- July 19, 2017
- Posted by: Robert Rose
- Category: Business Transformation, Content Strategy
You’ve heard the proverb “Curiosity killed the cat.” Have you heard the less famous second half? The full proverb is “Curiosity killed the cat, but satisfaction brought it back.” As I see it, what revives the cat is the inherent satisfaction of being curious. You could interpret this full proverb in other ways, too. No one has a lock on the right answer. In fact, that’s my theme this week: the value of hanging out in curiosity, not always pressing for answers.
What got me thinking about this was a workshop I conducted last week for one of my favorite clients. Well, they’re all favorites. This group is particularly fun. Our exercise is to devise a full content marketing strategy. People work in teams, with each team creating a pitch to make to the rest of the class (who represent the CEO), and the best strategy is voted on. Each team only has 45 minutes to create its strategy.
Of course that’s not nearly enough time to get the answers needed for a full strategy. The team have to make up much of the information. One of the team leads came up to me at the mid-point and pointed this out to me. She said, “There’s no way we can get answers to all the questions you have up on the screen.”
I said, “That’s the point! The whole spirit of this day’s exercise is not to get pat answers – it’s to revel in the questions.”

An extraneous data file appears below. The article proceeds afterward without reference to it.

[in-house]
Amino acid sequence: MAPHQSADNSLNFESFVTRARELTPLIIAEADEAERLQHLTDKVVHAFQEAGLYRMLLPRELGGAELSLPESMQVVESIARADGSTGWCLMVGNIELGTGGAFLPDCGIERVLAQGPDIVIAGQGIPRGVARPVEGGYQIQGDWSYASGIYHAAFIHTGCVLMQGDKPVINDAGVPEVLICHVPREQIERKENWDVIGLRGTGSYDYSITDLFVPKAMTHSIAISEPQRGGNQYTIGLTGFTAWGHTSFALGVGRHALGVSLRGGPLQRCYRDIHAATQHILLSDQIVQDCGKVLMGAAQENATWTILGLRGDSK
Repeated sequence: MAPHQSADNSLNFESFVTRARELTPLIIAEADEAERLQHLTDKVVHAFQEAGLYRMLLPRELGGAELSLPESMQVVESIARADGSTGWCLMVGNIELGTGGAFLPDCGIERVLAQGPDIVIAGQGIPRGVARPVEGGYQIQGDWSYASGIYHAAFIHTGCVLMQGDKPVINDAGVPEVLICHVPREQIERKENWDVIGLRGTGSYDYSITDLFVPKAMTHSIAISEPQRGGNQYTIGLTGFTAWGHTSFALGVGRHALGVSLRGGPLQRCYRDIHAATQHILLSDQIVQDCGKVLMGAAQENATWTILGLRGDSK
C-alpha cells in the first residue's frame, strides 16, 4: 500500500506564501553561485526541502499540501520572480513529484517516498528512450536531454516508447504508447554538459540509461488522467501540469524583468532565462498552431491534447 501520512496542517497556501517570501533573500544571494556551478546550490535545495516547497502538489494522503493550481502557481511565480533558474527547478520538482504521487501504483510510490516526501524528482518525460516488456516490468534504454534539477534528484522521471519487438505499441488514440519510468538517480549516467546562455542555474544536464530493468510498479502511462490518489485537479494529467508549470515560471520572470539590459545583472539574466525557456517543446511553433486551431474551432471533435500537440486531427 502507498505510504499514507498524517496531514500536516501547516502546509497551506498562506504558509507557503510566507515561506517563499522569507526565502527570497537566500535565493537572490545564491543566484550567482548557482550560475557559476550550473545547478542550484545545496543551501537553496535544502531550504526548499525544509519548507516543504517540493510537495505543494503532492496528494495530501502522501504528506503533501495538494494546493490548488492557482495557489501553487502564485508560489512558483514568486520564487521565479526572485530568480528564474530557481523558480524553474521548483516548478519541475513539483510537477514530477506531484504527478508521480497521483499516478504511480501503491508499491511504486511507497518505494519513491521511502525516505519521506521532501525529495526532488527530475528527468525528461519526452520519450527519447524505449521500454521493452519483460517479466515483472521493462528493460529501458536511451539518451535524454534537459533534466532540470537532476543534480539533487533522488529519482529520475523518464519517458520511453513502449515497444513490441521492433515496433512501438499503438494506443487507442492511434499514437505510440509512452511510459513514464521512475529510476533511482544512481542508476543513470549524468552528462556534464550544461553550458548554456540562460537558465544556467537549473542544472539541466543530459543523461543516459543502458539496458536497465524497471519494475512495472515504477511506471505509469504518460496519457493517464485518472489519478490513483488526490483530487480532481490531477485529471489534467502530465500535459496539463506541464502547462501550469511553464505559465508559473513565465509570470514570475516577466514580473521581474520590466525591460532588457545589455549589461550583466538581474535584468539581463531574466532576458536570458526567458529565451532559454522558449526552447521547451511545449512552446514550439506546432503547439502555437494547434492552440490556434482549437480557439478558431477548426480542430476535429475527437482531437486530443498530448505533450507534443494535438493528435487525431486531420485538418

In our day to day jobs, it’s hard to practice curiosity, to appreciate the merits of a curious state. We are paid to know things, to find answers. We’re trained to operate in answer mode and to get to an output as rapidly as possible. We seem to be wired for this. We need to know. Now.
Today, we’ve become so conditioned to instant answers that we don’t have to stay curious for more than a millisecond. Ironically, that can make us sad. Literally. Scientists have found that when we’re in a curious state, parts of our brain that regulate pleasure and reward light up. Curious minds also show increased activity in the hippocampus, an area that’s involved in the creation of memories. So when you’re curious, you’re not only happier in the moment but you’re also creating memories of that happiness to recall later.
So from time to time, instead of scrambling for an answer, allow yourself to indulge in questioning. What if there is no right answer? Instead of consulting Google, or a template, or best practices, or what we did before, or Billy the IT answer guy, let yourself wonder.
You good with that? Don’t answer just yet.